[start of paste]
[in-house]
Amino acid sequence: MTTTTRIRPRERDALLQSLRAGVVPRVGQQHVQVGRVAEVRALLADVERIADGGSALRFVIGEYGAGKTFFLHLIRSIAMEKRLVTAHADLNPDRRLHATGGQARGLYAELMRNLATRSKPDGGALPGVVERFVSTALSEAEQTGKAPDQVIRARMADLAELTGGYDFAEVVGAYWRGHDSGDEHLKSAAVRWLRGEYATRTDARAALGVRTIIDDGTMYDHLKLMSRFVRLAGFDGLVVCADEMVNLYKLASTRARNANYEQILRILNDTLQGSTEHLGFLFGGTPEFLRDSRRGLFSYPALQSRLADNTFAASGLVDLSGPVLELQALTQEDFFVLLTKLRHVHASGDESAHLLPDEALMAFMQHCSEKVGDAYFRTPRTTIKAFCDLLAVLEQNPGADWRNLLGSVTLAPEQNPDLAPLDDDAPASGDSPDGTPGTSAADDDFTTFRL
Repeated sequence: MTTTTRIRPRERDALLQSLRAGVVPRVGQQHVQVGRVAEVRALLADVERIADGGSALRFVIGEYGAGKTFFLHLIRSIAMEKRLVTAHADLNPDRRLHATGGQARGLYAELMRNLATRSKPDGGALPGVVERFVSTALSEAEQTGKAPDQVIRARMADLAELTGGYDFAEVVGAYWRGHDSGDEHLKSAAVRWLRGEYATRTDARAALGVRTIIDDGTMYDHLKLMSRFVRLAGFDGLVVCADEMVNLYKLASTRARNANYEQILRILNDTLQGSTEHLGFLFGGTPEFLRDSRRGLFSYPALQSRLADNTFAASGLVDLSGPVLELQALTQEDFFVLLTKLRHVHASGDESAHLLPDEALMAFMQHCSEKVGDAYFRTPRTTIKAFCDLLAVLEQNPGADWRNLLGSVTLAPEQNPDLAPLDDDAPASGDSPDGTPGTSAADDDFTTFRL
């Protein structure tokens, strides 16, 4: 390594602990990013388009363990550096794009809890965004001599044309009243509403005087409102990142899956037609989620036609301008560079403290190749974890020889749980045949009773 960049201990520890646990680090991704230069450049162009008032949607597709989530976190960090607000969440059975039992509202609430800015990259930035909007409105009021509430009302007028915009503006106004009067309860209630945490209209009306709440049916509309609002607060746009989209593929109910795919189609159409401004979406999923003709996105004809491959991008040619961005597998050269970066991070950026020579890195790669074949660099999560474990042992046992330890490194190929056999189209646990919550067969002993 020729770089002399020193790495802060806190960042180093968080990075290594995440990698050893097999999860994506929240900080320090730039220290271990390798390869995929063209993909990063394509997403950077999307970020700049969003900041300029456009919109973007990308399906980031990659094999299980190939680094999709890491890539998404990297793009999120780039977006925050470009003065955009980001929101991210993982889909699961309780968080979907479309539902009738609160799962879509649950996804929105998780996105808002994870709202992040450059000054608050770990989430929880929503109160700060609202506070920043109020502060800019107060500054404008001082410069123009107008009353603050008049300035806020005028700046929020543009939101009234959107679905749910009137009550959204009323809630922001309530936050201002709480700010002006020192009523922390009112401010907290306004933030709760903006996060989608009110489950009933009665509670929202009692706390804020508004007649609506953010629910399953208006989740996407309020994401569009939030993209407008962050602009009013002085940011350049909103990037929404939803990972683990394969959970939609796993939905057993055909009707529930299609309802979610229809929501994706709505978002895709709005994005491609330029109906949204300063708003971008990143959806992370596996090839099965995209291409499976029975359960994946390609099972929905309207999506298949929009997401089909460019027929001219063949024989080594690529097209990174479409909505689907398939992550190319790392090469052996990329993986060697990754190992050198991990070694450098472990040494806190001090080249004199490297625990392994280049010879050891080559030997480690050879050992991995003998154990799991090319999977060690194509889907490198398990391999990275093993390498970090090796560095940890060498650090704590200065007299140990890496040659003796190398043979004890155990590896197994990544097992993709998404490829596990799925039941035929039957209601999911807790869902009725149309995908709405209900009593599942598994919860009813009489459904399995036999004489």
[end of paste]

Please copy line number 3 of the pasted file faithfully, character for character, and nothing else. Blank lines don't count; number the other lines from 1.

Repeated sequence: MTTTTRIRPRERDALLQSLRAGVVPRVGQQHVQVGRVAEVRALLADVERIADGGSALRFVIGEYGAGKTFFLHLIRSIAMEKRLVTAHADLNPDRRLHATGGQARGLYAELMRNLATRSKPDGGALPGVVERFVSTALSEAEQTGKAPDQVIRARMADLAELTGGYDFAEVVGAYWRGHDSGDEHLKSAAVRWLRGEYATRTDARAALGVRTIIDDGTMYDHLKLMSRFVRLAGFDGLVVCADEMVNLYKLASTRARNANYEQILRILNDTLQGSTEHLGFLFGGTPEFLRDSRRGLFSYPALQSRLADNTFAASGLVDLSGPVLELQALTQEDFFVLLTKLRHVHASGDESAHLLPDEALMAFMQHCSEKVGDAYFRTPRTTIKAFCDLLAVLEQNPGADWRNLLGSVTLAPEQNPDLAPLDDDAPASGDSPDGTPGTSAADDDFTTFRL